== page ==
Join Date: Nov 2015
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Glad your situation has worked out.
I've been watching a number of these threads with interest, mostly with regard to how quickly insurance companies seem to be willing to total out vehicles these days. I think a brisk used parts and salvage vehicle market has been incentivizing the insurance companies to lower the thresholds they're willing to pay out for repairs vice just totaling the vehicle, taking possession and then reducing their cost exposure by selling the salvage at auction.
My own situation three years ago really brought this thought to me. I hit a deer at highway speed in my first gen Tundra. Until that point, the truck was in great shape with good drive train, clean body panels, a new frame, clean interior, etc. When I called the insurance 24-hour call center from the roadside immediately after, they had me text in a couple pics of the damage. The deer strike nailed the hood, grill, front bumper, left front fender, and passenger door. The radiator was shot as well. The strike may have also tweaked the cab firewall, but that was really unknown. The insurance customer service rep called the tow truck company and informed me that in his estimation, the vehicle would be totaled and that he was instructing the tow truck driver to take the truck direct to the auto salvage and auction facility, which was 20 miles further than the nearest “preferred” body shop. All of this happened before the tow truck even arrived at the scene.
The insurance company adjuster totaled the vehicle. I had my settlement check within a week of the deer strike. When I went to the auto salvage place to sign over the title and drop off the key fobs and second set of keys, they brought my truck up to the front using a large forklift with extra long forks under the truck. I removed the rest of my stuff. I also noticed that the windshield had been marked in big white letters, “STARTS/RUNS.” The next day, it was sold at auction; a friend of mine who spends a lot of time there said he saw it get sold. He didn’t note the selling price. That old truck was salvaged out before I even had the deal closed on my new truck.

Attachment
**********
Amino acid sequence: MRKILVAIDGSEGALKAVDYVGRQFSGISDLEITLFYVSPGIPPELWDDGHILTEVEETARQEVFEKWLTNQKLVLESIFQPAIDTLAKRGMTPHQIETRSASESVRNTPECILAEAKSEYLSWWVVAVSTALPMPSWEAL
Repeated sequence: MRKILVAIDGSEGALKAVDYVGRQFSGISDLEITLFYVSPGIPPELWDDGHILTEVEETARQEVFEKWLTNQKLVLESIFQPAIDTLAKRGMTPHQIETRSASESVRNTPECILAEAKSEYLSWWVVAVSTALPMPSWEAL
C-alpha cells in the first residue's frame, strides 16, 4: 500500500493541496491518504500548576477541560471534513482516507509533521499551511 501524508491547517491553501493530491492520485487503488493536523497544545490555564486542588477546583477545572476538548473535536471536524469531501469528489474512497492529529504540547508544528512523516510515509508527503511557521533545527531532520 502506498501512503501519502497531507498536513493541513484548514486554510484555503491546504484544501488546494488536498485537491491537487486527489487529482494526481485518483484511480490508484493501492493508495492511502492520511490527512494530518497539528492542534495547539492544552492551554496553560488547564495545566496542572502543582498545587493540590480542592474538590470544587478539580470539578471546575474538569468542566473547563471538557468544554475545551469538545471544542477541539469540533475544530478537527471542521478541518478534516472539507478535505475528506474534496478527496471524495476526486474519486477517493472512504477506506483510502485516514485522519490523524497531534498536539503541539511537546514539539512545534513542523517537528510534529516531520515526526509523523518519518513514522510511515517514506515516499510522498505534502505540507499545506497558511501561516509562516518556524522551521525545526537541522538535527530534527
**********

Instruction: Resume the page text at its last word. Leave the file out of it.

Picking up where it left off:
I’ll bet they got at least $3K for my old truck at salvage auction, which lowered their payout to about $5K or less for my deer strike. That was less money and hassle than it would have taken to actually fix the truck, and perhaps deal with any aftermath like shoddy autobody work or unknown damages found during the repairs.
We’d probably be surprised how little damage it actually takes these days for insurance companies to consider a vehicle a total loss. I’ll bet those “adjusters” are also giving the insurance companies an estimate of the wrecked vehicle’s salvage value in addition to an estimate of what it will take to fix the vehicle. If the numbers work right for the particular situation, the insurance company will salvage that vehicle, even though the body work might be significantly less than the book value of the vehicle.
2015 Double Cab SR5 TRD Off Road
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